Studies describe Candida auris outbreaks in COVID-19 patients

Two new studies highlight the threat posed by the multidrug-resistant yeast Candida auris to hospitalized COVID-19 patients.

In a case report today in Morbidity and Mortality Weekly Report (MMWR), investigators with the Centers for Disease Control and Prevention and the Florida Department of Health describe an outbreak of C auris in a COVID-19 specialty care unit of an acute care hospital in Florida.

After the hospital alerted Florida health officials about four C auris infections in the unit in July 2020, staff conducted a unit-wide point-prevalence survey from Aug 4 through Aug 18 to identify additional patients colonized with the pathogen. The results showed that, among 67 patients admitted to the unit, 35 (52%) were positive, and 6 later had clinical cultures that grew C auris.

Eight of the colonized patients died within 30 days of screening, but it’s unclear whether C auris contributed to those deaths.

Investigators concluded that use of multiple layers of gloves and gowns by healthcare workers, and repeated doffing and donning of secondary layers, may have led to contamination of base layers, which in turn could have contributed to C auris transmission. They also suggest lapses in cleaning and disinfection of shared medical equipment, along with lapses in adherence to hand hygiene, may have played a role.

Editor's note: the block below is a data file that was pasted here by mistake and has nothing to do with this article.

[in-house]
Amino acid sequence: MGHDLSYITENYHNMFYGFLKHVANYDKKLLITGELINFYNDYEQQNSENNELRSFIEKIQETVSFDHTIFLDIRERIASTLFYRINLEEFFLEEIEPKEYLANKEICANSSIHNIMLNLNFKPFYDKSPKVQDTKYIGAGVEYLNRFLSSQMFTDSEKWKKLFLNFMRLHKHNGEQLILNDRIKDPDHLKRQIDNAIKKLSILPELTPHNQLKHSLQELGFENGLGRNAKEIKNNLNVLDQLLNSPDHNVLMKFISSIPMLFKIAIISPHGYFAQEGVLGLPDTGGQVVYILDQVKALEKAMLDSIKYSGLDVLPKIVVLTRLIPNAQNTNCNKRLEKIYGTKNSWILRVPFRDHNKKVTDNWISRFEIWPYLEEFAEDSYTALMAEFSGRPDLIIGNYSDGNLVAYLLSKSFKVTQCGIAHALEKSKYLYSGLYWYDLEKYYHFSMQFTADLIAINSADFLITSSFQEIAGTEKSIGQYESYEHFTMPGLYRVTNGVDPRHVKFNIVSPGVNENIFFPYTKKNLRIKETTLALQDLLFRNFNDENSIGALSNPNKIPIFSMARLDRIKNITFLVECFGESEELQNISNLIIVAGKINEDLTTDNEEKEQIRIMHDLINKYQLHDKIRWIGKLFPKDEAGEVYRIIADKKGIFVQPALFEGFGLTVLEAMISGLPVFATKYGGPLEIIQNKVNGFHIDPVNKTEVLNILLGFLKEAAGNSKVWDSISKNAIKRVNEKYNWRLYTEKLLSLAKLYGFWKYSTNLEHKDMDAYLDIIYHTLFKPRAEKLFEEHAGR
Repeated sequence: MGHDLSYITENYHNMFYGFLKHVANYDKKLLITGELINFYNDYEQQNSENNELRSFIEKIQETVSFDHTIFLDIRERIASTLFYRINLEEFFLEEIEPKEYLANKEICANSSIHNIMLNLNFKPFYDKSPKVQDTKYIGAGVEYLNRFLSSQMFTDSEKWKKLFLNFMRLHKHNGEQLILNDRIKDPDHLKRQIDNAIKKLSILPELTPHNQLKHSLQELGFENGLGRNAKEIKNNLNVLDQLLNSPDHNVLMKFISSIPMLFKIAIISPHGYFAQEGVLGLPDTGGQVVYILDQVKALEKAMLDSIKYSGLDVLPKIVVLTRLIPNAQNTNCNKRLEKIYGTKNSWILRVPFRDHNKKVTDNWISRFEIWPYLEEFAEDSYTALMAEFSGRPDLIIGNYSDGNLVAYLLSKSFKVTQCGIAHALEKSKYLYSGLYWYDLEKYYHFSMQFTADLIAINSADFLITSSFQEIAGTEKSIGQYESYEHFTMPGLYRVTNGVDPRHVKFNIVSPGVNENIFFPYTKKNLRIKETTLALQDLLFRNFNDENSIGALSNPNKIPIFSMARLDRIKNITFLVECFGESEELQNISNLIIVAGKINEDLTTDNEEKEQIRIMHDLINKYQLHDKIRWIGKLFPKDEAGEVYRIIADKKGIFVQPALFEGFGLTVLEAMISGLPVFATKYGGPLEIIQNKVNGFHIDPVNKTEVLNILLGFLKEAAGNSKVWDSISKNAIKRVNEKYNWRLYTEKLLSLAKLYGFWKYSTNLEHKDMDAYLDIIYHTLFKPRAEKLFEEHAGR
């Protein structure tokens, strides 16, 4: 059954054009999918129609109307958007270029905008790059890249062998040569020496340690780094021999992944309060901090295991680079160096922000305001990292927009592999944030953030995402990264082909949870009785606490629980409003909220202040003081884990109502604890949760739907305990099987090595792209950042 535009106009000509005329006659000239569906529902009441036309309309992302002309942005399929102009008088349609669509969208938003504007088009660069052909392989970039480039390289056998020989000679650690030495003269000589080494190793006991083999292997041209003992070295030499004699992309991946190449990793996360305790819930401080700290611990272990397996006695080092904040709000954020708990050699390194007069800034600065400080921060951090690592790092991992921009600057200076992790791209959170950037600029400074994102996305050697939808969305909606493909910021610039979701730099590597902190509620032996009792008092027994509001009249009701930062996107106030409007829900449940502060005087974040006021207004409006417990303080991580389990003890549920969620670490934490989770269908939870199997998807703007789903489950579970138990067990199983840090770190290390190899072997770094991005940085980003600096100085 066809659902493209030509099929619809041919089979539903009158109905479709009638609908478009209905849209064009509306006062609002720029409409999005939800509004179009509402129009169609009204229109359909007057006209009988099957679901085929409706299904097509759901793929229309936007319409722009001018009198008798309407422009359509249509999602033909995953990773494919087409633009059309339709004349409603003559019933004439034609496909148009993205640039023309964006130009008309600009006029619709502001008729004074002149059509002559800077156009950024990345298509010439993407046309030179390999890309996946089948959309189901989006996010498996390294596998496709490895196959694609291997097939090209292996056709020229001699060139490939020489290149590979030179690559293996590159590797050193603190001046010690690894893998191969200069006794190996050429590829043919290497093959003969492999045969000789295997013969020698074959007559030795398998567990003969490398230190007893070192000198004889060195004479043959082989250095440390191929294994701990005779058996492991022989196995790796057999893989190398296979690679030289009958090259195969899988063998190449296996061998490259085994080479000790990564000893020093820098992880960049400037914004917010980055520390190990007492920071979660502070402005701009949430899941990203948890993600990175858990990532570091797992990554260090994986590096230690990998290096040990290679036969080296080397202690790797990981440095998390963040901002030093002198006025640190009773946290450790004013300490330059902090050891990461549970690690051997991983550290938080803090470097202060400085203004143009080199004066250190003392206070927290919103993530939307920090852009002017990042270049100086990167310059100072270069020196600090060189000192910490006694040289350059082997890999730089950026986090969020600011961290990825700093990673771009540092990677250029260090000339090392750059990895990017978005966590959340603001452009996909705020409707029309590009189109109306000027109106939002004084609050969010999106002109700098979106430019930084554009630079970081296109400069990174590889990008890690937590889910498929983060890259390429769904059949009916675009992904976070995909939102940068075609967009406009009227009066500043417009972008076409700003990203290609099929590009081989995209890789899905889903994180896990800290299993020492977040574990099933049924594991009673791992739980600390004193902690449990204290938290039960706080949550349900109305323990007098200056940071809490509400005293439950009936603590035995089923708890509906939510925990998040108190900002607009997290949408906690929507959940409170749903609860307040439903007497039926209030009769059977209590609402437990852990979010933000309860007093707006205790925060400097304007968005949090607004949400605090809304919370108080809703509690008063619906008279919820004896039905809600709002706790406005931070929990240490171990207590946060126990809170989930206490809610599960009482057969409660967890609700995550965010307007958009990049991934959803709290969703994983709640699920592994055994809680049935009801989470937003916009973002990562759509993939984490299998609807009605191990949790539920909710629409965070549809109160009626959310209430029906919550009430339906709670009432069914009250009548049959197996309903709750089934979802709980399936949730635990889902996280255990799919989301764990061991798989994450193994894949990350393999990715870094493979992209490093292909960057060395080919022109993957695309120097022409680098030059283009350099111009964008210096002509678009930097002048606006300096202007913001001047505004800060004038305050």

Jan 8 MMWR case report

In the other study, published today in Clinical Microbiology and Infection, researchers in Mexico describe the clinical and microbiologic characteristics of 12 patients with severe COVID-19 and C auris co-infection at a Mexican hospital in August.

All patients were under mechanical ventilation and had peripherally inserted central lines and urinary catheters. C auris was isolated from blood in 6 patients, urine in 8, and from both sites in two 2. Five of the six patients with bloodstream infections died.

Antifungal susceptibility testing revealed that 8 of 15 isolates (12 from patients and 3 environmental isolates) were multidrug-resistant.

The authors of the study say use of multiple antibiotics and central venous catheters may have contributed to C auris co-infection in these patients, but they also suggest that factors specifically associated with COVID-19, such as excessive corticosteroid use, which can have an immunosuppressive effect, might have also contributed to the problem.
Jan 8 Clin Microbiol Infect study

 

Cats infected with SARS-CoV-2 show immunity, long-term lesions

Nine domestic cats inoculated with SARS-CoV-2, the virus that causes COVID-19, showed lung lesions and other long-term inflammation in the respiratory tract after the virus had cleared from their system, reports an Emerging Infectious Diseases research letter published yesterday. Despite these lingering effects, however, six cats who were re-infected showed protection against the disease.